|A wirdou.com chemistry of love stylized image (Ѻ), conceptualizing love as the formation of a perfect chemical bond, a covalent bond in particular, between sodium and chlorine.|
See main: Chemistry of loveIn human chemistry, love is an umbrella term that encompasses the overall emotional and energetic evolution state of the process of a spontaneous combination reaction between two human molecules, in which commonly two previously unattached people, A and B, collided in life (reaction existence) to unite in the form of a dynamic AB couple: 
A + B → AB
The word "love", however, is intimately linked to the word "hate", particularly in reference to chemical bonding dynamics. Namely, when the term love is used to signify a certain level of attraction to a quality of a person, object, or objective, and conversely when the word hate is used to signify a certain level of repulsion to the same person, object, or objective, then the two labels function as balancing stabilizers in the bond, as found, for instance, in a 5-to-1 ratio in long term marriage bonds. 
Neurochemistry | Neuroanatomy
See main: NeurochemistryIn the late 20th century, researchers began to discern the neurochemical and neuroanatomical underpinnings of love.
In 2004, Forbes reported on the work of Andreas Bartels and Semir Zeki, who claimed to have produced the first fMRI images of the brain on love: comparing images of those looking at pornography, to images of people in love, to those of mothers looking at their infants, found the scans of the latter two were almost identical—except in the people in love case, where there was extra activity in the hypothalamus, which is linked to sexual arousal: the reward center of the brain lights up when in love, but some regions get turned off: those commonly associated with things like moral judgment. 
|A 2015 Instagram post (Ѻ) on love and reality and whether or not one should be realistic about love.|
See main: Thermodynamics of loveIn human thermodynamics, love is a term that is quantified by the release of functional or usable work energy, particularly Gibbs free energy, out of a thermodynamic system during an evolution cycle. One of the first to write semi-correctly about the thermodynamics of love was American computational chemist David Hwang in his 2001 article "The Thermodynamics of love". 
Some have postulated a relationship between love and entropy. According to American economist Jeremy Rifkin, for instance, “Love is not antientropic, as some would like to believe. If love were antientropic, it would be a force in opposition to becoming, for the entropic flow and becoming go hand in hand. Rather, love is an act of supreme commitment to the unfolding process. That is why the highest form of love is self-sacrifice—the willingness to go without, even to give one’s own life, if necessary, to foster life itself.”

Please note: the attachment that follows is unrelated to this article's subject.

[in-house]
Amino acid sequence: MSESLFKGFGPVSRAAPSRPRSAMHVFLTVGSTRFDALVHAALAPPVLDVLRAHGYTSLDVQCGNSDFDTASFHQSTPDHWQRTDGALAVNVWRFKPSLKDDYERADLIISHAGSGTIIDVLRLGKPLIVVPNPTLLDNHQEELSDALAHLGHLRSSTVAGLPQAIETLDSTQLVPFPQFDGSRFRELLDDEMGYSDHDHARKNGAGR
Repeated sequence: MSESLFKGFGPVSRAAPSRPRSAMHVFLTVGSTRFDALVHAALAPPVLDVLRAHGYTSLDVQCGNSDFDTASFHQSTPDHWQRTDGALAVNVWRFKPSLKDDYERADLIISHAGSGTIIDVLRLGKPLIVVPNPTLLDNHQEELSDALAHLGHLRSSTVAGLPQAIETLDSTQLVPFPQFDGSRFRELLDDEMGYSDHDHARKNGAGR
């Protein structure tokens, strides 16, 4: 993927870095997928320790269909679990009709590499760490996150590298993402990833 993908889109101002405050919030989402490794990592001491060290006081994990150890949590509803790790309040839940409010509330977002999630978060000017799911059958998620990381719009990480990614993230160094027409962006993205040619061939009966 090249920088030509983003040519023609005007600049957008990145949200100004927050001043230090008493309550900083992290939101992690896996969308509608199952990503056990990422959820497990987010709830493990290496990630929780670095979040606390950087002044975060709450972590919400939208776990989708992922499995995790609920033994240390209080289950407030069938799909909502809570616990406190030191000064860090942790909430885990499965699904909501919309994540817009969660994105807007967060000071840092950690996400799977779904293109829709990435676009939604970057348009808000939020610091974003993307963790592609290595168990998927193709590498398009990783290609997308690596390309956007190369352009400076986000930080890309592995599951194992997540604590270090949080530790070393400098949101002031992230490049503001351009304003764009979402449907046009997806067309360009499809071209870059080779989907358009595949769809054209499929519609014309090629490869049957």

The following are related quotes:
“Love is gravitation toward a beautiful object.”— Ortega y Gasset (c.1920) 
“We call love what binds us to certain creatures only by reference to a collective way of seeing for which books and legends are responsible. But of love I know only that mixture of desire, affection and intelligence that binds me to this or that creature. That compound is not the same for another person. I do not have the right to cover all these experiences with the same name.”— Albert Camus (1942), The Myth of Sisyphus 
“True love is like ghosts, which everybody talks about and few have seen.”— Francois La Rochefoucauld (c.1865)
“There are many people who would never have been in love, had they never heard love spoken of.”— Francois la Rochefoucauld (1665), Maxims (#136) 
1. Top 150 Definitions of Love - Institute of Human Thermodynamics
2. Thims, Libb. (2007). Human Chemistry (Volume One), (preview). Morrisville, NC: LuLu.
3. Gottman, John. (1994) Why Marriages Succeed or Fail. New York: Fireside.
4. Hwang, David. (2001). "The Thermodynamics of Love", Journal of Hybrid Vigor, Issue 1, Emory University.
5. Rifkin, Jeremy. (1989). Entropy - Into the Greenhouse World (formerly published as Entropy: a New World View, 1981), (pg. 291). New York: Bantam Books.
6. (a) Herper, Matthew. (2004). “The Science of Love”, Forbes, Jun 06.
(b) All you need is … (2010) – TwistedPhysics.TypePad.com.
7. Solomon, Robert C. (1981). Love: Emotion, Myth, & Metaphor (pg. 3). Prometheus Books, 1990.
8. (a) Camus, Albert. (1942). The Myth of Sisyphus (pg. 55). Gallimard.
(b) Solomon, Robert C. (1981). Love: Emotion, Myth, & Metaphor (pg. 3). Prometheus Books, 1990.
9. Solomon, Robert C. (1981). Love: Emotion, Myth, & Metaphor (pg. 6). Prometheus Books, 1990.
● Love – Wikipedia.